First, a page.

Interview The Dillinger Escape Plan: ‘There Was A Lot Of Anxiety’

As The Dillinger Escape Plan release their fifth album ‘One Of Us Is The Killer’, Sarah Jamieson discovers just how pre-meditated their intentions are.

The Dillinger Escape Plan are one of the most admired heavy bands of this generation. Having created a hybrid of highly technical metal and explosive hardcore, they began their careers by carving their own niche, crossing over into the realms of universal respect in the process.

Now, standing tall as the aspiration to a slew of young artists, they’re set to follow-up 2010’s ‘Option Paralysis’ with their fifth studio full-length, ‘One Of Us Is The Killer’; an album which looks set to push their own musical limitations, while showcasing a wholly different side to the band.

“We’ve always tried different things and tried to stay true to our sound at the same time,” explains guitarist and primary songwriter Ben Weinman. “That’s the most difficult thing; to stay true to the sound we’ve developed throughout the years, whilst always pushing ourselves in new directions. That’s really the goal for us.”
‘It’s not metal at all.’
“This time,” he continues, “instead of just incorporating new styles of music, we tried to push ourselves in more uncomfortable scenarios. Some of the rhythms and things like that are just really not natural to me. There was a lot of anxiety. But when you’ve been doing something for years, you definitely have to try some new avenues.”

With a band like Dillinger, uncomfortable directions aren’t uncommon. In fact, they’ve built their legacy upon testing musical comfort zones; constantly treading into the more extreme realms of their genre. Unsurprisingly, this album boasts tracks that go even further to solidify their place as titans of math-metal.

The more unexpected twist comes with the songs that follow a much more conventional structure. The main point of reference for this stands within the album’s title track. Buried amongst the intensity, aggression and ferocity that so populates the rest of their release lies a much more initially tender and brooding offering.

“Yeah, it’s not metal at all,” nods frontman Greg Puciato, when the song comes up in conversation, before Weinman drops a bit of a bombshell. “It’s funny because that track was the easiest song.”

“The thing I love most about that song is - not just that it ended up coming out really cool - that it was so natural,” he explains. “So much of Dillinger is so calculated, but that song was a perfect example of the side of Dillinger that’s not.

“The thing that is different about Dillinger than other technical bands, is that it’s such an even pull of pre-meditated and happy accidents; jamming things out, feeling things and not thinking too much. It’s a total combination of that that makes us what we are.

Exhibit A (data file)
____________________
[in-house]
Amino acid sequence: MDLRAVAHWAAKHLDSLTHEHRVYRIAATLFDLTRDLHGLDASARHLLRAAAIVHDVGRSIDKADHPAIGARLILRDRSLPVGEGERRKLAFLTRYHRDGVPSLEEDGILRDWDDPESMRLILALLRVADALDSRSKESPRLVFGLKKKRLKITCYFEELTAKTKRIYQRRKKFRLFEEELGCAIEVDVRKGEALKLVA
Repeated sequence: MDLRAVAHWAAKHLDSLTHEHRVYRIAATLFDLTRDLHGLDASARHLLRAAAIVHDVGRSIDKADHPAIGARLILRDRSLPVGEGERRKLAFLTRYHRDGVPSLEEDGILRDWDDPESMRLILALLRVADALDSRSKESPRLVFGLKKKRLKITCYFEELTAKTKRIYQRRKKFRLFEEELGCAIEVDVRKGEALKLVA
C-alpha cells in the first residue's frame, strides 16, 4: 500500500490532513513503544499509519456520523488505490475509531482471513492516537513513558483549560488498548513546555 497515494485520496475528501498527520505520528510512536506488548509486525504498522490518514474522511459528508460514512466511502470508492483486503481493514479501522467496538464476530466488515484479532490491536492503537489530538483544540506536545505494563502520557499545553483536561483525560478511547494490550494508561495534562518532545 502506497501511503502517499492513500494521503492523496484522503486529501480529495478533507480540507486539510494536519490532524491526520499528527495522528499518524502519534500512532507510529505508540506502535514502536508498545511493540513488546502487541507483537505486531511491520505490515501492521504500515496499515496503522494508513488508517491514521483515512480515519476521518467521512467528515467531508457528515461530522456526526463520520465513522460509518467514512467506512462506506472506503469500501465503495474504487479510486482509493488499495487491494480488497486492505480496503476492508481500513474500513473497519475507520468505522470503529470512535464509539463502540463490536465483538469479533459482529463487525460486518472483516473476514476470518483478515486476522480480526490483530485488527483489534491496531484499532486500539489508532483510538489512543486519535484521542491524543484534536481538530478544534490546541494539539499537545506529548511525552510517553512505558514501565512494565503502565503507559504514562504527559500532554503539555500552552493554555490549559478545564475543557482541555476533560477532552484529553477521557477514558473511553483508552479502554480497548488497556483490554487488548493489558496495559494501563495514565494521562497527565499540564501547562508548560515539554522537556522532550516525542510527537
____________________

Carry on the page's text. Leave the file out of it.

“That song particularly was one that was born from the last idea for the record. It was something that was not thought out too much. It just felt really good and natural.”
‘We had no intentions of doing this for a living.’
“Vocally it just felt really nice to have something I could approach completely differently from any other song we’ve ever done,” Puciato adds. Having heard the lengths to which he pushes his range on their fifth effort, that’s not surprising. “Again, that song was the easiest one to write on the whole record, which is crazy.”

Just as the track, which is only the third of the record, draws to a close, the music lurches back into action and the frantic guitars return, just as quickly as they had dissipated. So marks the charm of this album and this band: expect the unexpected, and be prepared to abandon all misconceptions.

“It has been a conscious effort from the start of the band to not let people pigeonhole us or categorise us in a way that makes us feel restricted with the way we write,” explains Weinman. “We have consciously tried to do things and write music that we just enjoy, without thinking too much if a song is gonna be as effective.”

“When you start as a band, no one knows who you are; they don’t have expectations. You can make what you want to make, especially if you’re making the band for purely selfish reasons. We had no intentions of doing this for a living. Not that we wouldn’t have liked to, we just didn’t think it was possible.

“We won the lottery: we just didn’t think it was possible at that point, so we truly made this band with pure intentions. To continue with that ethic and vibe, you really have to try and not think about what people expect. These songs are a big part of that. It’s just so we can continue to enjoy it.”

The Dillinger Escape Plan’s new album ‘One Of Us Is The Killer’ is out now via Party Smasher Inc.

Read the full interview in the 20th May edition of DIY Weekly, available from iTunes now.

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